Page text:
context ${\mathfrak U}_\mathrm{Sets}$ … set universe
definiendum ${\bf Set}$
postulate $\mathrm{Ob}_{\bf Set}:={\mathfrak U}_\mathrm{Sets}$
inclusion ${\bf Set}$ … locally ${\mathfrak U}_\mathrm{Sets}$-small category
postulate $f\in{\bf Set}[X,Y]\ \ \Leftrightarrow\ \ f:X\to Y$


Here '$f:X\to Y$' on the right denoty a function in the type theory sense, where domain and codomain are sets. Note that ${\bf Set}$ is a nice category: it's closed in particular, so that each hom-class is an object and hence a set in $\mathrm{Ob}_{\bf{Set}}$ and so all function are sets too. The expression '$f:X\to Y$' can be viewed as the predicate on $f$ as defined in the entry Function. Note that this predicates requires a codomain declaration.

There are also characterizations of the category of sets which don't require an a conventional set theory (e.g. see (Trimble on ETCS I and links therein), but a kind of axiom of infinity to “fill up” the category. (Note that the first order topos approach actually goes without the need for objects of a category, in the sense we do. It goes with arrows and composition only, and then objects are essentially the image of the domain “maps” to arrows.)

Status of the category Set within category theory

In category theory, if you're interested in some mathematical structure, you set it up by considering a category $\bf C$ with some objects and the arrows of interest (e.g. groups and group homomorphisms). In axiomatic set theory, you only need one initial collection of axioms and then look for models of your structure within the logical domain of discourse. One consequence of this is that a set theory generally grants the existence of much more than you want to work with construction but will be part of your set theory. For example, the sets $\mathbb Q\setminus 9001$ and $\mathbb Z_5 \cup \langle 7,\mathbb R\rangle$ are (silly) objects and $\mathrm{Hom}(\mathbb Q\setminus 9001,\mathbb Z_5 \cup \langle 7,\mathbb R\rangle)$ is the (even sillier) set of all function between them. The category $\bf Set$ is the category theoretical realization of this messy conglomerate of things.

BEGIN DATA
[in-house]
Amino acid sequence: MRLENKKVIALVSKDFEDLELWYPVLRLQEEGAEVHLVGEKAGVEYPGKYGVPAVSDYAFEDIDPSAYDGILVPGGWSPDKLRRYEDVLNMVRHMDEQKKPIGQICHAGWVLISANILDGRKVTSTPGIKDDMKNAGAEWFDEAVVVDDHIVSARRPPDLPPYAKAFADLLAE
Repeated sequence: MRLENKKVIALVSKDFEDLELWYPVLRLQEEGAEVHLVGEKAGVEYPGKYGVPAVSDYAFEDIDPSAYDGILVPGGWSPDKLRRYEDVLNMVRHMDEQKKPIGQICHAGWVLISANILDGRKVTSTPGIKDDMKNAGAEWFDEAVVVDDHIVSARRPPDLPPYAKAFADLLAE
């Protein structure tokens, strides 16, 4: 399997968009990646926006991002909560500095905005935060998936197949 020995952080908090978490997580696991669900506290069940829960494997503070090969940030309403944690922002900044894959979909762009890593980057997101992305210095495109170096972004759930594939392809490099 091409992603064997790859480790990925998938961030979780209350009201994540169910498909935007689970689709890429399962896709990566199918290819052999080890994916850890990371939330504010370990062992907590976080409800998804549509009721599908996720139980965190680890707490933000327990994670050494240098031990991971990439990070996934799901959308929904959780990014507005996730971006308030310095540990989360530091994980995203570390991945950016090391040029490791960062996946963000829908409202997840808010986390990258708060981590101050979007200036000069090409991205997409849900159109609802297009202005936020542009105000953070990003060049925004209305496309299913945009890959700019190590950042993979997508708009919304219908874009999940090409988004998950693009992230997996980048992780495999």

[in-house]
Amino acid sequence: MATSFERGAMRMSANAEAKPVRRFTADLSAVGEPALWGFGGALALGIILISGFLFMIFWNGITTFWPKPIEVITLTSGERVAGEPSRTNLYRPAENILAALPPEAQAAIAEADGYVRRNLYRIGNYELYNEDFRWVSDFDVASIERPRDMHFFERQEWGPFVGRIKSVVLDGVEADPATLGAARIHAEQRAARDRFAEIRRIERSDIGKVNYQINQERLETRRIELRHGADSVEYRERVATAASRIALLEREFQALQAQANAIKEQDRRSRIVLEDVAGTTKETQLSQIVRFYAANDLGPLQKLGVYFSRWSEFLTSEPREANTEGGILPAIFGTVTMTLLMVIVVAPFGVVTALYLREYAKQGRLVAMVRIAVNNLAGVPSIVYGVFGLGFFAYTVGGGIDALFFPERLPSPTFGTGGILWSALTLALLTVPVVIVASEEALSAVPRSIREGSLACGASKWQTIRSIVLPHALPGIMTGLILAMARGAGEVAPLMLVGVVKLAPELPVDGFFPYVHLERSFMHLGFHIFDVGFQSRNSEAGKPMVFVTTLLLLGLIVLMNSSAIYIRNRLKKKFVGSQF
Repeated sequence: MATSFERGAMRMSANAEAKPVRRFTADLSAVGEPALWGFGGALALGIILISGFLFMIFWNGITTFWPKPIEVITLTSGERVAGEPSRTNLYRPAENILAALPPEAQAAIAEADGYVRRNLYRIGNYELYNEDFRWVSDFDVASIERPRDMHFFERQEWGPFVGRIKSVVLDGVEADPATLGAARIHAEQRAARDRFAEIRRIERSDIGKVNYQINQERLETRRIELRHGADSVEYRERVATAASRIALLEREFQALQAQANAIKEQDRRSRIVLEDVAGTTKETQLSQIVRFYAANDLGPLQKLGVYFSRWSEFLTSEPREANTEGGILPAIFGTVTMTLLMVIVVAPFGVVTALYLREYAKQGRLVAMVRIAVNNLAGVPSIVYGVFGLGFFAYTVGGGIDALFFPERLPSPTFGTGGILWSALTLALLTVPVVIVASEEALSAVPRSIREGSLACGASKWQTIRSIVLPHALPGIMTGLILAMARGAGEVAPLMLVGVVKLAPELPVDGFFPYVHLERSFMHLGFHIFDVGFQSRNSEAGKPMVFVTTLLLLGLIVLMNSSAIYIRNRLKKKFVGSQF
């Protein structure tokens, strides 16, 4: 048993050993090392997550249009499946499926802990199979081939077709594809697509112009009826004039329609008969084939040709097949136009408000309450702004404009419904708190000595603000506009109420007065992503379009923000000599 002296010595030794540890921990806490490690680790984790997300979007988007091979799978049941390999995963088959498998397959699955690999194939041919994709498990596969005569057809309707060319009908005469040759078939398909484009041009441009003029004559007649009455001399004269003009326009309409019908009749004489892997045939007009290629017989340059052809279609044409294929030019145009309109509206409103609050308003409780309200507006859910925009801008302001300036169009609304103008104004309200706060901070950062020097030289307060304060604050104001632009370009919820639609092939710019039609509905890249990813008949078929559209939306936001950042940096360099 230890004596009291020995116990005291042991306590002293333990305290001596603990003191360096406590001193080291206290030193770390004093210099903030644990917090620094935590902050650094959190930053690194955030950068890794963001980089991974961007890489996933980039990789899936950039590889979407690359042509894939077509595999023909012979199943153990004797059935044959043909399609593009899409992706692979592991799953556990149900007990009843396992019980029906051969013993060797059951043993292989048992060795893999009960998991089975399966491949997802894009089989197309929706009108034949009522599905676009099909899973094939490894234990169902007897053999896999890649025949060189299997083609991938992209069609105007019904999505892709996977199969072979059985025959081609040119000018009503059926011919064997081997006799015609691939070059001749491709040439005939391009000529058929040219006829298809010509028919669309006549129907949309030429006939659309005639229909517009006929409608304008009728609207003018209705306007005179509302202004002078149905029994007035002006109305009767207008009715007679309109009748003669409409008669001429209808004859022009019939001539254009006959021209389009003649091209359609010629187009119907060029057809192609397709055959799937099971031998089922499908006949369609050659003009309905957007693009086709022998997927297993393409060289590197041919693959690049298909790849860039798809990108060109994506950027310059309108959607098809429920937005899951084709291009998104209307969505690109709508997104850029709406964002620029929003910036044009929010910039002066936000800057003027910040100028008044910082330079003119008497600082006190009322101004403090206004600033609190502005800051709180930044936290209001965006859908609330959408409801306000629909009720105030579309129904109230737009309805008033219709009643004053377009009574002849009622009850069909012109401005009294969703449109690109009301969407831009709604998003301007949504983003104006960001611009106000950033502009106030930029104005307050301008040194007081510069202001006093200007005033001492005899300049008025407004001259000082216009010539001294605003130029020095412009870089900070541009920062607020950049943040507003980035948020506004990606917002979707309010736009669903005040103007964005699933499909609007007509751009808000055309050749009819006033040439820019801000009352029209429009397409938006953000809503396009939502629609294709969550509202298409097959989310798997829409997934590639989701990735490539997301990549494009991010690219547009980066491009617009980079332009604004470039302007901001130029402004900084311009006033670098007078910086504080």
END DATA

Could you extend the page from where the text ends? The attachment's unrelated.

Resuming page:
But because set theory is so encompassing, $\bf Set$ is very special: The functors $F:{\bf C}\to{\bf Set}$ can be viewed as all set theoretical realizations of your structure. It has exponential objects (it's a topos, even), i.e. any ${\bf Set}[X,Y]$ is also internally represented by an object, which is denoted $Y^X$. For this reason, every presheaf category turns out to be a topos. Just define things like product and exponents pointwise in the argument!

Please check out the discussion of the Yoneda lemma in presheaf category.


Wikipedia: Category of sets

nLab: Trimble on ETCS I, and links therein.



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